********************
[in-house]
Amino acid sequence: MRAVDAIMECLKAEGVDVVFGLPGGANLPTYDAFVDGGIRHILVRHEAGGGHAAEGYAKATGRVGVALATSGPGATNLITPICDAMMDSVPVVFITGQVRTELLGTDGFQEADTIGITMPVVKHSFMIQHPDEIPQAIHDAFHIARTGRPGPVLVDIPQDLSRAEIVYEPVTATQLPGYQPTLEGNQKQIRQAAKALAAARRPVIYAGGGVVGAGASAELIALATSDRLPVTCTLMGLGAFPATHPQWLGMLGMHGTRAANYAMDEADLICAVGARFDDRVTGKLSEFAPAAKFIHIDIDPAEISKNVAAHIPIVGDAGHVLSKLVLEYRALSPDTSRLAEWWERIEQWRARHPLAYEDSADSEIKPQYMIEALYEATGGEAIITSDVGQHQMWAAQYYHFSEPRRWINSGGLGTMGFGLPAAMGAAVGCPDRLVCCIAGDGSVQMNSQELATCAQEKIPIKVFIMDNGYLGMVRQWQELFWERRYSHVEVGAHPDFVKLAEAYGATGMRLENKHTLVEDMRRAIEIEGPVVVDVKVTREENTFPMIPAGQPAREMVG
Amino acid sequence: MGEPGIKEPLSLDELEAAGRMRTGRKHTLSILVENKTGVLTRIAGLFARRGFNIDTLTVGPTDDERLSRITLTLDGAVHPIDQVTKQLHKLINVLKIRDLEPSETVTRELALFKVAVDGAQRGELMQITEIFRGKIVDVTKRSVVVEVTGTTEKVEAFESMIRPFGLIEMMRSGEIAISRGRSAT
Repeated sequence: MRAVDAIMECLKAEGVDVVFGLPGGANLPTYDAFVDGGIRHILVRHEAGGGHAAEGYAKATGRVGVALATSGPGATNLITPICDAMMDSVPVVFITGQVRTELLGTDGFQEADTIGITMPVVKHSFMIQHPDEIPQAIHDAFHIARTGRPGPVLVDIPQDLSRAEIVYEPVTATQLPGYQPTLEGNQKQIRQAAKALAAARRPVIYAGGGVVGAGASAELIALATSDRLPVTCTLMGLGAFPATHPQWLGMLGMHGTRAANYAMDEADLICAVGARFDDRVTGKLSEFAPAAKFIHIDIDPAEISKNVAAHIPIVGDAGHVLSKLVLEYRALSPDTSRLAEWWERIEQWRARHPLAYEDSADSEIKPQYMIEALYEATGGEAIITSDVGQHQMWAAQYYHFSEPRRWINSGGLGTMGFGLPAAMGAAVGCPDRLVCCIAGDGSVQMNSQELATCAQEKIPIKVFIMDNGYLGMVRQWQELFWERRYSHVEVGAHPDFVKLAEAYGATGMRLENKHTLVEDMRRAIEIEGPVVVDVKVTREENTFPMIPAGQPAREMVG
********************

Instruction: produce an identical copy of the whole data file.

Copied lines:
[in-house]
Amino acid sequence: MRAVDAIMECLKAEGVDVVFGLPGGANLPTYDAFVDGGIRHILVRHEAGGGHAAEGYAKATGRVGVALATSGPGATNLITPICDAMMDSVPVVFITGQVRTELLGTDGFQEADTIGITMPVVKHSFMIQHPDEIPQAIHDAFHIARTGRPGPVLVDIPQDLSRAEIVYEPVTATQLPGYQPTLEGNQKQIRQAAKALAAARRPVIYAGGGVVGAGASAELIALATSDRLPVTCTLMGLGAFPATHPQWLGMLGMHGTRAANYAMDEADLICAVGARFDDRVTGKLSEFAPAAKFIHIDIDPAEISKNVAAHIPIVGDAGHVLSKLVLEYRALSPDTSRLAEWWERIEQWRARHPLAYEDSADSEIKPQYMIEALYEATGGEAIITSDVGQHQMWAAQYYHFSEPRRWINSGGLGTMGFGLPAAMGAAVGCPDRLVCCIAGDGSVQMNSQELATCAQEKIPIKVFIMDNGYLGMVRQWQELFWERRYSHVEVGAHPDFVKLAEAYGATGMRLENKHTLVEDMRRAIEIEGPVVVDVKVTREENTFPMIPAGQPAREMVG
Amino acid sequence: MGEPGIKEPLSLDELEAAGRMRTGRKHTLSILVENKTGVLTRIAGLFARRGFNIDTLTVGPTDDERLSRITLTLDGAVHPIDQVTKQLHKLINVLKIRDLEPSETVTRELALFKVAVDGAQRGELMQITEIFRGKIVDVTKRSVVVEVTGTTEKVEAFESMIRPFGLIEMMRSGEIAISRGRSAT
Repeated sequence: MRAVDAIMECLKAEGVDVVFGLPGGANLPTYDAFVDGGIRHILVRHEAGGGHAAEGYAKATGRVGVALATSGPGATNLITPICDAMMDSVPVVFITGQVRTELLGTDGFQEADTIGITMPVVKHSFMIQHPDEIPQAIHDAFHIARTGRPGPVLVDIPQDLSRAEIVYEPVTATQLPGYQPTLEGNQKQIRQAAKALAAARRPVIYAGGGVVGAGASAELIALATSDRLPVTCTLMGLGAFPATHPQWLGMLGMHGTRAANYAMDEADLICAVGARFDDRVTGKLSEFAPAAKFIHIDIDPAEISKNVAAHIPIVGDAGHVLSKLVLEYRALSPDTSRLAEWWERIEQWRARHPLAYEDSADSEIKPQYMIEALYEATGGEAIITSDVGQHQMWAAQYYHFSEPRRWINSGGLGTMGFGLPAAMGAAVGCPDRLVCCIAGDGSVQMNSQELATCAQEKIPIKVFIMDNGYLGMVRQWQELFWERRYSHVEVGAHPDFVKLAEAYGATGMRLENKHTLVEDMRRAIEIEGPVVVDVKVTREENTFPMIPAGQPAREMVG